Propeller Mystery

Spitfire Site

I recently received this photo of a damaged propeller blade from Joop Thuring living in the Netherlands, accompanied by the following letter: I received ...


I recently received this photo of a damaged propeller blade from Joop Thuring living in the Netherlands, accompanied by the following letter:

I received this relic a couple of years ago this relic from family members of a local farmer.

They disclosed to me the following. Their farm was located in the vicinity of B.88 airfield in Heesch (the Netherlands). Early in 1945, an Allied fighter crash-landed on their farmland. The same day the aircraft had been removed by an Allied team, which arrived at the spot with some heavy equipment including a crane. No pilot was seen by the locals. The accident occurred at the end of the winter weather of 1945. They have since associated this relic with this incident.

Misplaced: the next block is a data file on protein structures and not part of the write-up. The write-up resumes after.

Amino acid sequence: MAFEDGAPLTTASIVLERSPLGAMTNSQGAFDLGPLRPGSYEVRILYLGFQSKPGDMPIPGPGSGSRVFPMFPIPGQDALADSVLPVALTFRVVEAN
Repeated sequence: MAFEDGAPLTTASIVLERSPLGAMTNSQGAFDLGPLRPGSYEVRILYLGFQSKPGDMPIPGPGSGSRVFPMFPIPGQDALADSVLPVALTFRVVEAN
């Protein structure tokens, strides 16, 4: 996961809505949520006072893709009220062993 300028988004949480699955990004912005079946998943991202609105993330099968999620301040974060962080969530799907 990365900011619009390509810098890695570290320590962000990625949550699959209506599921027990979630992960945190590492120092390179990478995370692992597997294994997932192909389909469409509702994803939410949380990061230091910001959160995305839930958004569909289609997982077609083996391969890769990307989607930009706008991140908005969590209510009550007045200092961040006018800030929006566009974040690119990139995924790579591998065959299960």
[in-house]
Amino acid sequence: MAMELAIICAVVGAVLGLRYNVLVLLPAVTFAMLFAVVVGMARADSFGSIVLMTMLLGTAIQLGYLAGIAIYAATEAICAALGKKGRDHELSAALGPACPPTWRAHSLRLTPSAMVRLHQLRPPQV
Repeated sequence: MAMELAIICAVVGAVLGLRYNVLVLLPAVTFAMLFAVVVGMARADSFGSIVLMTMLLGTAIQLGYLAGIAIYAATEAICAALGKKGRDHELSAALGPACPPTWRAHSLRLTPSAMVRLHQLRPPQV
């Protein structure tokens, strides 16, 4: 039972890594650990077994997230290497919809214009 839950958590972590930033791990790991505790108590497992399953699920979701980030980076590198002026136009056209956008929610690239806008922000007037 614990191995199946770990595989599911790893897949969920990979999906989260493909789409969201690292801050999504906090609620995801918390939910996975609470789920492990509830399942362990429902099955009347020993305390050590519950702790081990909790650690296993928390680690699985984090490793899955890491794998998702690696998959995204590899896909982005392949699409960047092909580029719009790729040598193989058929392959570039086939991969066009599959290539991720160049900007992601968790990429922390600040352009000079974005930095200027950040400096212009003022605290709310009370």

In my humble opinion, the depicted item is characteristic propeller blade – although badly damaged – from a Spitfire. Most likely Mk. IX, but other marks or types cannot be excluded.

Can somebody among the Spitfire experts audience decipher and explain the incomplete code stencilled as can be seen on this picture.

Thank you,
Joop Thuring, B.88 HEESCH, c.q. 126 RCAF (Spitfire)Wing promotor.

This Article has One Comment. Add Another!

By Joop Thuring  |  2010-08-12 at 18:28  |  permalink

Martin, by pure luck I came across another website viz. Key Publishing Ltd Aviation Forums, Help required, Spitfire prop blade?

Here a certain “Anneorac”, Ex-Pat Scottish Member, discloses for me in his message of May 19, 2006 that a green circle – alas a part, as can be detected on the picture above, is indictive for a material/procedure characterized as “Hydulignum (lignum in Latin means wood).

May be that some of the readers may contact the above mentioned Anneorac as from his comments it appears that he is an expert in this field.

Regards, Joop

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